Published online Nov 18, 2015. doi: 10.5312/wjo.v6.i10.795
Peer-review started: May 14, 2015
First decision: June 24, 2015
Revised: August 5, 2015
Accepted: September 7, 2015
Article in press: September 8, 2015
Published online: November 18, 2015
Despite improvements in technique and technology for total knee arthroplasty (TKA), anterior knee pain impacts patient outcomes and satisfaction. Addressing the prosthetic and surgical technique related causes of pain after TKA, specifically as it relates to anterior knee pain, can aid surgeons in addressing these issues with their patients. Design features of the femoral and patellar components which have been reported as pain generators include: Improper femoral as well as patellar component sizing or designs that result in patellofemoral stuffing; a shortened trochlear groove distance from the flange to the intercondylar box; and then surgical technique related issues resulting in: Lateral patellar facet syndrome; overstuffed patella/flange combination; asymmetric patellar resurfacing, improper transverse plane component rotation resulting in patellar subluxation/tilt. Any design consideration that allows impingement of extensor mechanism anatomical elements has the possibility of impacting outcome by becoming a pain generator. As the number of TKA procedures continues to increase, it is increasingly critical to develop improved, evidence based prostheses that maximize function and patient satisfaction while minimizing pain and other complications.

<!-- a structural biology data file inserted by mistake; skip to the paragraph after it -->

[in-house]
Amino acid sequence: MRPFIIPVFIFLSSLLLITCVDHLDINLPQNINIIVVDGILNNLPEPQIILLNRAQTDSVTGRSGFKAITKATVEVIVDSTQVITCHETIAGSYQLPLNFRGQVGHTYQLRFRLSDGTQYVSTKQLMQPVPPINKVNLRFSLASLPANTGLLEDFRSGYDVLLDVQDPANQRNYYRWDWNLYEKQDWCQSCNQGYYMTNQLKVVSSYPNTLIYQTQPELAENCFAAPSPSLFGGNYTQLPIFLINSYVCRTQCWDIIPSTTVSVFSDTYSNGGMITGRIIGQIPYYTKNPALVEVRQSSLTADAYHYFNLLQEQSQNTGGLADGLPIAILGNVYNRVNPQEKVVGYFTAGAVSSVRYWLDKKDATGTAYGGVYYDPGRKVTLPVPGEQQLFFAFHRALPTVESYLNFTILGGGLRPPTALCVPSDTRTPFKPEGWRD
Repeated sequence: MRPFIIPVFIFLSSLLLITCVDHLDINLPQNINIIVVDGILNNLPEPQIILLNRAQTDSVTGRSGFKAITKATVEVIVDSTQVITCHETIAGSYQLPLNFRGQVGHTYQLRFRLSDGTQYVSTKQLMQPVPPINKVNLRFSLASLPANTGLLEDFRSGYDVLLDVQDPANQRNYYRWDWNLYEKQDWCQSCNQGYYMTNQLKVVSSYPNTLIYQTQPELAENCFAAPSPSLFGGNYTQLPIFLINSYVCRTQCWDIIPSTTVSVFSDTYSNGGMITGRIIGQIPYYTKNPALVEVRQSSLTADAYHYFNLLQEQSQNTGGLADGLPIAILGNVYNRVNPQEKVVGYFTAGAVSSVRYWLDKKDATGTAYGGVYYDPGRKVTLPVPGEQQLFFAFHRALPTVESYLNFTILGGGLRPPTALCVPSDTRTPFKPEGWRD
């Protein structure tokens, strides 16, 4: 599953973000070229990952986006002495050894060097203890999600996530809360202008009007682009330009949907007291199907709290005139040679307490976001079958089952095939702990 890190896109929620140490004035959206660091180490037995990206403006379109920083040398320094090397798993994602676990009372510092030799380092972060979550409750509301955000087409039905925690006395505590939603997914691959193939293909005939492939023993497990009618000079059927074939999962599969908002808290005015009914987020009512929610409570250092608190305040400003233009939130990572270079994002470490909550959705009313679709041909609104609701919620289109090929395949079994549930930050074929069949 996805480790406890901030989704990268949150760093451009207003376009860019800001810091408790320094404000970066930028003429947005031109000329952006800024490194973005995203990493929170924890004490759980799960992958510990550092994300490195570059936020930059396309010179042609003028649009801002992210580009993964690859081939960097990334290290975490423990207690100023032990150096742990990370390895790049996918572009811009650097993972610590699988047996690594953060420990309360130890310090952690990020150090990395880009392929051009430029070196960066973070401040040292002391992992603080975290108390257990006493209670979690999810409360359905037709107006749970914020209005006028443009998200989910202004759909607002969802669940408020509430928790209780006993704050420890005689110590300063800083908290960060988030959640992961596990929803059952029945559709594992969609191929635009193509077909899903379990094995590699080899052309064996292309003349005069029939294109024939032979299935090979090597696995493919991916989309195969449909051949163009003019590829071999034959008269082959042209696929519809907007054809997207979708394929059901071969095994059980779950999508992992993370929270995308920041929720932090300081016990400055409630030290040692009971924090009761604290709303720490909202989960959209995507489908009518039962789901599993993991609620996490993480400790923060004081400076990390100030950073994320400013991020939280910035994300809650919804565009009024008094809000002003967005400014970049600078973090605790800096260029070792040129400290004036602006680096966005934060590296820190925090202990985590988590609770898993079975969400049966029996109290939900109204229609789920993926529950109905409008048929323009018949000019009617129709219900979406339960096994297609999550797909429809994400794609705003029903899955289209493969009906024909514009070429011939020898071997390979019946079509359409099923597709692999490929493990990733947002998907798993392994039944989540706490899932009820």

Core tip: Anterior knee pain continues to be problematic following primary total knee arthroplasty (TKA) procedures, oftentimes leading to revision surgery. While certain non-modifiable patient factors may lead to persistent post-operative pain, there are many modifiable elements including those related to the prosthesis and to surgical technique that also contribute. Addressing the prosthetic causes of TKA failure will allow improvements in implant design which may result in a decreased incidence of revision surgery. This paper aims to address several aspects of prosthetic design including femoral and patellar component features which may contribute to the development of anterior knee pain following TKA.